To me this is where the Himalayan really stands out and makes it a great travel bike. It’s not only that you can purchase official Royal Enfield aluminium panniers for £500 that are easy to bolt on and fit nicely inside the mirror width, but also that the front rack is so useable for strapping additional dry bags or fuel canisters to. Not only does this give you more place to strap the kind of gear I need when leading a tour (first aid kit, spare waterproofs etc) but also by mounting some of the weight at the front of the bike it helps keep the bike better balanced, preventing it from running rear end heavy, which is often the case with a fully laden adventure bike. I’ve been using a couple of Alt-Rider 14-litre synch bags that strap neatly to the racks, although others have found good options at the army surplus store for not a lot of money.
The bike also comes with a rear rack as standard which isn’t so handy given how small it is. It’s also quite weak and only rated to carry four kilos or so. Some riders who have mounted top boxes have found it snapping, requiring either reinforcement plates welding in, or the fitment of an uprated rack that UK firm Hitchcocks now offer. Rather than use the rear rack, I’ve found that a 40-litre dry bag fits perfectly across the pillion seat, which itself sits perfectly level with the top of the panniers to give a nice flat platform on which to strap things. There are also plenty of hooking points for straps and bungees, which makes attaching luggage that bit easier than on some bikes.
The standard fit aluminium boxes have also been a good purchase. So far they’ve proven themselves waterproof and feel as sturdy as the main brands in the pannier business. Their origins are thought to be a Chinese brand, re-badged and sold as Royal Enfield panniers, but irrespective of who makes them, they’ve been ideal for the trips I’ve used the bike for. At 24-litres each they’re not a huge pannier, but all in all they’re a good product for the price and seem to be able to withstand moderate abuse.
Another option is soft luggage, with Enfield dealer Cooperb in Northampton selling their own soft luggage racks as well as the Kriega bags to go on them. Cheaper options come from Army surplus store or the likes of Lomo who have a pair of waterproof dry bags for £50. The Himalayan is versatile to load up with luggage and for me that’s been a big appeal. For trips of longer distance others have fitted plastic fuel cells to the front racks, whilst the 15-litre metal tank is perfectly suited to take either magnetic or strapped tank bags.
Service intervals are every 3000 miles for valve check, and every 6000 miles for oil and filter. This seems a bit out of kilter and it’s one of those headline figures that has given people something to sniff at. The 3000 mile valve checks aren’t ideal, especially if you’re wanting to maintain your two year manufacturer warranty. I’ve found they don’t always need adjustment and for an average DIY mechanic it’s something that you can do or learn to do yourself. They’re a simple screw and locknut design so a set of feeler gauges and a bit of patience and you’re done. Oil and filters are also simple to change and fundamentally, given that it’s a single cylinder air-cooled engine with minimal electronic intrusion, it’s a simple bike to work on.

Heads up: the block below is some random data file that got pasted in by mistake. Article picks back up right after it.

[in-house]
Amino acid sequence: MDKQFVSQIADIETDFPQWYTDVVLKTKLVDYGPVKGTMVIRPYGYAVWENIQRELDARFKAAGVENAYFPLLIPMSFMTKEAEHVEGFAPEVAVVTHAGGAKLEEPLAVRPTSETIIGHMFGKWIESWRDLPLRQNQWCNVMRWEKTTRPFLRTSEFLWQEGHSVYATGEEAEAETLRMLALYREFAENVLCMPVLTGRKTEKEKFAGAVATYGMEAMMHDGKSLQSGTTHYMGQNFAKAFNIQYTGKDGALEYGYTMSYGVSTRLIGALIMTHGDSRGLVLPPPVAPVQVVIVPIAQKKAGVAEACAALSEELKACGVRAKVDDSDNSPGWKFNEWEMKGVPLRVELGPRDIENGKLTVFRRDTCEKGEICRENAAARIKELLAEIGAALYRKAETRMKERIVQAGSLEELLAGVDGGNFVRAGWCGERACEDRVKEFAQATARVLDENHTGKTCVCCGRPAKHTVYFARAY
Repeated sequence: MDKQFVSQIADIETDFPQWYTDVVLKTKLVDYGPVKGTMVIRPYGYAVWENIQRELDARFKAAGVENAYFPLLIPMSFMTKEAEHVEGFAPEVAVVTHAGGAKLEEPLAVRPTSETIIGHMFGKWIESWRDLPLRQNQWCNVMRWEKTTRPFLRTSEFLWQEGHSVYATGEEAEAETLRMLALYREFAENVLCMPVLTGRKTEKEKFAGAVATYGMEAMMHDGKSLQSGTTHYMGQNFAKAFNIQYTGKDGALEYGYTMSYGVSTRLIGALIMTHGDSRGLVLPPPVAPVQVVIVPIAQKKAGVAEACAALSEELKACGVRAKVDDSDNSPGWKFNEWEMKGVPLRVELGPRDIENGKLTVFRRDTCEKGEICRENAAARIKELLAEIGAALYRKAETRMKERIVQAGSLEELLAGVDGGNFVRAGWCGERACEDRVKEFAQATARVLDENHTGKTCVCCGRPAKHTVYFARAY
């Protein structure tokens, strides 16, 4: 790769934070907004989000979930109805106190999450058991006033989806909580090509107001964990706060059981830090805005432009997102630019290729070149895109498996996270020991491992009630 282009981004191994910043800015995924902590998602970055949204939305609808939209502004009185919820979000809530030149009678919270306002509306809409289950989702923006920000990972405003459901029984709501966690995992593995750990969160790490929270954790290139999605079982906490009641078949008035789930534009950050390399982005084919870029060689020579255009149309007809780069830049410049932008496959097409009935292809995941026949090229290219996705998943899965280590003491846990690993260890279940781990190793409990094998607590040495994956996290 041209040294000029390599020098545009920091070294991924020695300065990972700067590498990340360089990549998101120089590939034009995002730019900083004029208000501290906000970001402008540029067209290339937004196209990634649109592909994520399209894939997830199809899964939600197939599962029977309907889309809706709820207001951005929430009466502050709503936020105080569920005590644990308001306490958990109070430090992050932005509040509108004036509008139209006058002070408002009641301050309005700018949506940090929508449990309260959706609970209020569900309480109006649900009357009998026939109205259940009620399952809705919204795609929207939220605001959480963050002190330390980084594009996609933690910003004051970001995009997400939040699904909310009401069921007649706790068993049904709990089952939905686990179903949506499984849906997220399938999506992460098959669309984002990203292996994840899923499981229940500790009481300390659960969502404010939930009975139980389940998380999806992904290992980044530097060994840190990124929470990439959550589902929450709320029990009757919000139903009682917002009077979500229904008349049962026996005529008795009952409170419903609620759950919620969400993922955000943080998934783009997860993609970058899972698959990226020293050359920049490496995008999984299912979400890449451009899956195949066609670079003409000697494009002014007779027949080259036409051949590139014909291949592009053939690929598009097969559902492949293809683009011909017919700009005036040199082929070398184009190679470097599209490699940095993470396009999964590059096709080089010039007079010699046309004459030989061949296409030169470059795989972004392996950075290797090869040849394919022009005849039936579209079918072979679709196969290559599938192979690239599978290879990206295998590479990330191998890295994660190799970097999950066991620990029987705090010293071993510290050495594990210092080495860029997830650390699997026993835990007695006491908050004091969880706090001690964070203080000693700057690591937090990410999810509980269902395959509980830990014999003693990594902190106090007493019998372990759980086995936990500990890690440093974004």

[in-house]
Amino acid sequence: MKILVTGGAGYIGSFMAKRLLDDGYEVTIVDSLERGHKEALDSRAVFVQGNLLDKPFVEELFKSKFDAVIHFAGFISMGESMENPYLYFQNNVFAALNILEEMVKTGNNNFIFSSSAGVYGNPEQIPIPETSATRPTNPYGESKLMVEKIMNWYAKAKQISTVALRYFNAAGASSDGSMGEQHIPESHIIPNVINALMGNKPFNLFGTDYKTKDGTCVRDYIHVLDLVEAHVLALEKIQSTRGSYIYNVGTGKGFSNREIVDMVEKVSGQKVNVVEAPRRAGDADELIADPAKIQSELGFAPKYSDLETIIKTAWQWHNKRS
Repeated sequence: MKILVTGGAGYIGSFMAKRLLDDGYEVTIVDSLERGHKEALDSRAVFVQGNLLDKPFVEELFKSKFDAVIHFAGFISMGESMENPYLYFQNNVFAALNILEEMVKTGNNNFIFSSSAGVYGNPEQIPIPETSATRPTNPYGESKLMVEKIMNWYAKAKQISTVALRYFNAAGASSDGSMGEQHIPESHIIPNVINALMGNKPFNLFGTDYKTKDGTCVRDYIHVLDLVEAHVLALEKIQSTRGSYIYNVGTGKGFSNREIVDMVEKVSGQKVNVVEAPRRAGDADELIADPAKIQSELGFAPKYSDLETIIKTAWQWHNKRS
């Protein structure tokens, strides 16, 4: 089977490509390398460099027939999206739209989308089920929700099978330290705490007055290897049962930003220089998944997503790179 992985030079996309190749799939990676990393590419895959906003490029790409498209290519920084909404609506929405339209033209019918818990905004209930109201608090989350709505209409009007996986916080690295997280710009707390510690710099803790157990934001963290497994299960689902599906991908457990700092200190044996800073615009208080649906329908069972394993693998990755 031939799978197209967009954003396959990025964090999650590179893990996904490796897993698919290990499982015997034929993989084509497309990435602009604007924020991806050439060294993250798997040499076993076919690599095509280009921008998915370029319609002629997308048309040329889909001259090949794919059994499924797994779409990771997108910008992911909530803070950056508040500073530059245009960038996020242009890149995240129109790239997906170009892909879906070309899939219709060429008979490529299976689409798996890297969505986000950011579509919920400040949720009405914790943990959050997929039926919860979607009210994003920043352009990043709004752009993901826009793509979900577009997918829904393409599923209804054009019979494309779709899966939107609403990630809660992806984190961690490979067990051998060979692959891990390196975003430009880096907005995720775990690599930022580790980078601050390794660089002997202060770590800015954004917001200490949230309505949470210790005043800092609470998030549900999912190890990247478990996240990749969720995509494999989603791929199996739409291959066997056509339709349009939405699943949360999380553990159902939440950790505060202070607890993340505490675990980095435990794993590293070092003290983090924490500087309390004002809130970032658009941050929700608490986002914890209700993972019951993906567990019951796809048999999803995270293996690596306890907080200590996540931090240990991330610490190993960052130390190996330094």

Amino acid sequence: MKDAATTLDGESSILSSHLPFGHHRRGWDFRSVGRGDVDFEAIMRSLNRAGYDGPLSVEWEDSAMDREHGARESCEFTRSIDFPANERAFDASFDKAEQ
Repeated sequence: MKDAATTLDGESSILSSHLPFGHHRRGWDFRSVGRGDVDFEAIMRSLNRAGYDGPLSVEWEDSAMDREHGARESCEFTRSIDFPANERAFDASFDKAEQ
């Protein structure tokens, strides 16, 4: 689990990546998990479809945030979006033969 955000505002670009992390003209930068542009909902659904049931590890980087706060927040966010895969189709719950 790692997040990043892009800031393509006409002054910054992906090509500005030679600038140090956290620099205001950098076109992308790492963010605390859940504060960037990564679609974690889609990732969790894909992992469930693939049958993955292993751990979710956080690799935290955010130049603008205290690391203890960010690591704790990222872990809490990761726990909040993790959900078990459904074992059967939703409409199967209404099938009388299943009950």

Prices have been around £140 for the main service, with some other riders reporting of getting it cheaper at their local dealer. The 3000 mile interim valve check service is closer to £70, although I tend to get the full service done each time as new oil and filter won’t do it any harm every 3000 miles.
To compare it to its peers, the BMW G310GS requires servicing every 6000 miles with valve check at 12,000. The Honda CRF250 bikes are every 8,000 miles with valve check at 16,000, whilst Suzuki V-Strom 250 and Kawasaki Versys-X 300 both have interim 3000 mile service intervals like the Himalayan as well, with costs for the main services much higher than that of the Himalayan. The Enfield is therefore not alone in requiring frequent servicing, but so far I’ve not found any reason why it shouldn’t be beyond the efforts of the average DIY mechanic. Fuel economy for those interested is consistently above 70mpg, and closer to 90mpg on back road runs. This gives a possible range of 250 miles from the 15-litre tank.
The bike comes with a relatively substantial tool kit under the seat. You have everything you need to remove the wheels and panels, although there’s no C-spanner for rear preload adjustment. I like that the front and rear axle bolts are the same size, therefore taking the same tool. It’s also a big help that the bike comes with a centre-stand as standard, making the bike easy to work on. To get to the valves involves removing the two bolts that hold the tank on, disconnecting the fuel line and fuel level sensor and from that the intake and exhaust valves are easy to access. The inlet valve gap is 0.08-0.10 and the exhaust gap 0.23-0.25. Some owners have experienced cold (and hot) stalling issues, with it commonly discovered to be a pinched breather pipe that just needs re-routing.
FAULTS SO FAR
The faults on mine have been minimal, and bearing in mind that it’s had some hard use over the year. The main thing it needed was steering head bearings being re-greased at the 4100 mile service. There’s been a few cases of them drying out or suffering water ingress from the storm flap at the bottom of the headstock that is insufficient against heavy rain or jet washing. It was a simple case of dropping the bearings and re-greasing them. Not a big job at the dealer.